Understanding Fuel Cells

Say the words “fuel cell” to most people and they’ll probably instantly conjure up an image of a modern and revolutionary high-tech device that holds the promise of exactly the sort of clean energy we so desperately need. While their potential for virtually emission-less power is undoubtedly true, surprisingly the technology behind fuel cells themselves is much older than you might imagine and understanding them requires a lot less technical know-how than you’d first think.

Victorian Innovation

The story begins back in the early part of the nineteenth century, when scientists had discovered that passing electricity through water splits it into its two chemical constituents – oxygen and hydrogen. The idea intrigued the young William – later to be “Sir” William – Grove and it set him pondering the possibility of doing the same thing, only the other way round. Was there a way to bring oxygen and hydrogen together to create water, but this time get electricity out of the process?

A lot of thinking and a few attempts later, he produced the first truly practical version – which he named a gas voltaic battery – in 1839. It didn’t, however, prove to be the catchiest of names, and it wasn’t until Charles Langer and Ludwig Mond coined the description of ‘fuel cell’ that Grove’s device was to have a name to really remember.

Simple Science

The underlying principle is surprisingly simple – and the clue’s in the name that Grove originally gave his invention – it’s basically a battery! Unlike the familiar household version, however, fuel cells don’t contain all the chemicals that they need to function inside their own little casings; they need to be provided with constant external supplies to work, but the upshot of this is that, unlike torch batteries, they don’t gradually run down and die. So long as hydrogen and oxygen flow in, then the cell keeps running and electricity continues to be generated.

Technically this is known as electro-chemical energy conversion and although building your own fuel cell isn’t exactly a quick weekend DIY project, the general process is not that hard to understanding. There are a number of different kinds of fuel cell, but the way they work is essentially the same. A supply of hydrogen, or alternatively a hydrogen-rich fuel, is fed over one of two electrodes fitted within the cell, while oxygen is passed over the other.

Electrons, which are by nature slightly negatively charged, separate from the hydrogen and are attracted to the oxygen on the other side of the fuel cell, rather like the south pole of one magnet is drawn to the north pole of another. The way the fuel cell is constructed stops the electrons from simply hopping across to the other side, forcing them to travel along an electric circuit instead and so producing the cell’s electric current.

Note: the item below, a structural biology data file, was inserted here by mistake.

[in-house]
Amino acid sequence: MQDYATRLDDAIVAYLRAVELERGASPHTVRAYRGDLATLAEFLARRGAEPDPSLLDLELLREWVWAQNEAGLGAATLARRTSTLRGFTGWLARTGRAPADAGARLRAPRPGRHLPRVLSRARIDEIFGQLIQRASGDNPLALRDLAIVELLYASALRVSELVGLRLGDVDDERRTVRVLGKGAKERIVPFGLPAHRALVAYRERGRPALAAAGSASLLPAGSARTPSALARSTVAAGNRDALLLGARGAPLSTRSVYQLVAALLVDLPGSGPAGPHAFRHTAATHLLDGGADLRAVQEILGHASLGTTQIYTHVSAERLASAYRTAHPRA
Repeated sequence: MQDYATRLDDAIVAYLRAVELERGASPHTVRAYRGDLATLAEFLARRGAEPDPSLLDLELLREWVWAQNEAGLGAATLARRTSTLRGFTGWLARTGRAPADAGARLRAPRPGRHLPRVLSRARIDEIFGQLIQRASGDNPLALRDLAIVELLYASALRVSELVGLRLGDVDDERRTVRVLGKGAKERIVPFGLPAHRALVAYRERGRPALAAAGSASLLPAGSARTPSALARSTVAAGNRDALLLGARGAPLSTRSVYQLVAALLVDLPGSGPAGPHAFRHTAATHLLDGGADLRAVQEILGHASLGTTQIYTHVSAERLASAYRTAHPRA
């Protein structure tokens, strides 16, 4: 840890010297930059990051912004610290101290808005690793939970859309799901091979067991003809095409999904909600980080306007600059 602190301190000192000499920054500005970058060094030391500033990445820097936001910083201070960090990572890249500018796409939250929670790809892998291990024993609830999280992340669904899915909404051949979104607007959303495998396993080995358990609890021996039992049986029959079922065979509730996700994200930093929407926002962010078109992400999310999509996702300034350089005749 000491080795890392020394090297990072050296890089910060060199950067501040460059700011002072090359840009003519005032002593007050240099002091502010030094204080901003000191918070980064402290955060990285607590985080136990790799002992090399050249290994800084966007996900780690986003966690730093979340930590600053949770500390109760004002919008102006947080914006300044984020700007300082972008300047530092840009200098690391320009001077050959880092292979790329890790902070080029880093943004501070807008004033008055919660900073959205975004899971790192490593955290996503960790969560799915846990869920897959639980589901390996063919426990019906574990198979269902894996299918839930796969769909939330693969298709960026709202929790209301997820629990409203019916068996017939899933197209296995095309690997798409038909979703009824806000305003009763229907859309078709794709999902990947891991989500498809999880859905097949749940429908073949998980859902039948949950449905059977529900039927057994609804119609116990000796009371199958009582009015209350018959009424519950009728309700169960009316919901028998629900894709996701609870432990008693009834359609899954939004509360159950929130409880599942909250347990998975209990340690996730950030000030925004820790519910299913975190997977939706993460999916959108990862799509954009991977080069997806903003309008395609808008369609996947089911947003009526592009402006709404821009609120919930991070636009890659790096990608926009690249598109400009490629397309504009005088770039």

Big Benefits

There are some big benefits to be had from fuel cells, not least of these being the much heralded promise of clean energy. A fuel cell, fed pure hydrogen yields only two by-products of its electrical generation, namely water – most usually in the form of steam – and heat, while even those using high-hydrogen fuels such as ethanol produce very little in the way of harmful emissions. Moreover, the way they work and the simplicity of the idea makes them ideal for a range of applications at all sorts of scales – from a full-size power station, to a domestic generator unit or even under the bonnet of a family car.

It may be some time before we routinely see hydrogen powered vehicles on our roads; it seems that the first cars aren’t expected to be in the showrooms until 2020 at the earliest. Elsewhere, however, fuel cells are already making important contributions to reducing conventional energy demand – and some of these innovative applications would be worthy of the technology’s Victorian pioneers themselves. One Californian wine company, for instance, is using naturally occurring electrochemically active microbes to turn its winery wastewater into hydrogen, which is then fed into an on-site fuel cell. Strange to think that such a modern process – microbial electrolysis was only invented in 2003 – should fit so easily beside the invention of a man born in Swansea nearly 200 years earlier.

Now that might just have amused even Queen Victoria herself!